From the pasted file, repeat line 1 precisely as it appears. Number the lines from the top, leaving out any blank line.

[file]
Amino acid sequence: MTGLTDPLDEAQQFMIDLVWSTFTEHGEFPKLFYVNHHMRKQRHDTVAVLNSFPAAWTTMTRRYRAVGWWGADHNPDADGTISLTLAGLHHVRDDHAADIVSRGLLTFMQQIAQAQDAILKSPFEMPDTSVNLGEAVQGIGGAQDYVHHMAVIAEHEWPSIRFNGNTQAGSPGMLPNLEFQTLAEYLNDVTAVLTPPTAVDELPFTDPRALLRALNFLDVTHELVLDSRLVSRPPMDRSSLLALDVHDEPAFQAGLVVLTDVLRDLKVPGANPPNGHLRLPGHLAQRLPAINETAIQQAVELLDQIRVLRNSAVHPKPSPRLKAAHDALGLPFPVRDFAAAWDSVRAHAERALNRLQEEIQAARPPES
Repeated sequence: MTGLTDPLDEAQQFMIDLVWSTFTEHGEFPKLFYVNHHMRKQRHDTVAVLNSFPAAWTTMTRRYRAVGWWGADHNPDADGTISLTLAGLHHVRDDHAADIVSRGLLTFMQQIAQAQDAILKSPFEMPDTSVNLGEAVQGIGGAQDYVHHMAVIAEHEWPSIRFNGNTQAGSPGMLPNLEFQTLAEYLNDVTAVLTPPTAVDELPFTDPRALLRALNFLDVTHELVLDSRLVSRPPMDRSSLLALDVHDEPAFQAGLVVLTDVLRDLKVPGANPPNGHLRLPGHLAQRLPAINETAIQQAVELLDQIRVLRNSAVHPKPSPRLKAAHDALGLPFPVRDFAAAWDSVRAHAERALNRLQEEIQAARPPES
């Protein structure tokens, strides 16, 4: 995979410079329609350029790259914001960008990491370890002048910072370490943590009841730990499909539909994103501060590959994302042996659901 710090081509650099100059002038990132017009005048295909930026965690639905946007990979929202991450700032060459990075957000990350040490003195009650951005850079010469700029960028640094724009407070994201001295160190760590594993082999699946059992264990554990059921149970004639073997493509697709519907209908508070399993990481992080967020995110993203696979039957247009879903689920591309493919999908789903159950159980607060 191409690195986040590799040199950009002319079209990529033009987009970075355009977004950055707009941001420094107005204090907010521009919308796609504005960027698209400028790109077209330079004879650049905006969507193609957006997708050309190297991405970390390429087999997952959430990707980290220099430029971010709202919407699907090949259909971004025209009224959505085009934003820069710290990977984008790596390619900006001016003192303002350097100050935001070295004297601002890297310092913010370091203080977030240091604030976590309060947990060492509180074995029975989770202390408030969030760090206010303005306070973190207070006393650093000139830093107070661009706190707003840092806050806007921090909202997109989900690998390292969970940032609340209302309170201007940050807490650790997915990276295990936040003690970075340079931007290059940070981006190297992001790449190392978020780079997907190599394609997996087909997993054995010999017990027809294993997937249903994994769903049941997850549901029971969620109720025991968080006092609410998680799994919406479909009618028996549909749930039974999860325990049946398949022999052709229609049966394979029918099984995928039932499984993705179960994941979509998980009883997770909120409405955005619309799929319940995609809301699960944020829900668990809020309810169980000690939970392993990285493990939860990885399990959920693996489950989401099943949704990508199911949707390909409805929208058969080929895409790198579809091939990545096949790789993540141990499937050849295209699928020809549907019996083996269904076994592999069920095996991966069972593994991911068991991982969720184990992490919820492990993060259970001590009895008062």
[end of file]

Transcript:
Amino acid sequence: MTGLTDPLDEAQQFMIDLVWSTFTEHGEFPKLFYVNHHMRKQRHDTVAVLNSFPAAWTTMTRRYRAVGWWGADHNPDADGTISLTLAGLHHVRDDHAADIVSRGLLTFMQQIAQAQDAILKSPFEMPDTSVNLGEAVQGIGGAQDYVHHMAVIAEHEWPSIRFNGNTQAGSPGMLPNLEFQTLAEYLNDVTAVLTPPTAVDELPFTDPRALLRALNFLDVTHELVLDSRLVSRPPMDRSSLLALDVHDEPAFQAGLVVLTDVLRDLKVPGANPPNGHLRLPGHLAQRLPAINETAIQQAVELLDQIRVLRNSAVHPKPSPRLKAAHDALGLPFPVRDFAAAWDSVRAHAERALNRLQEEIQAARPPES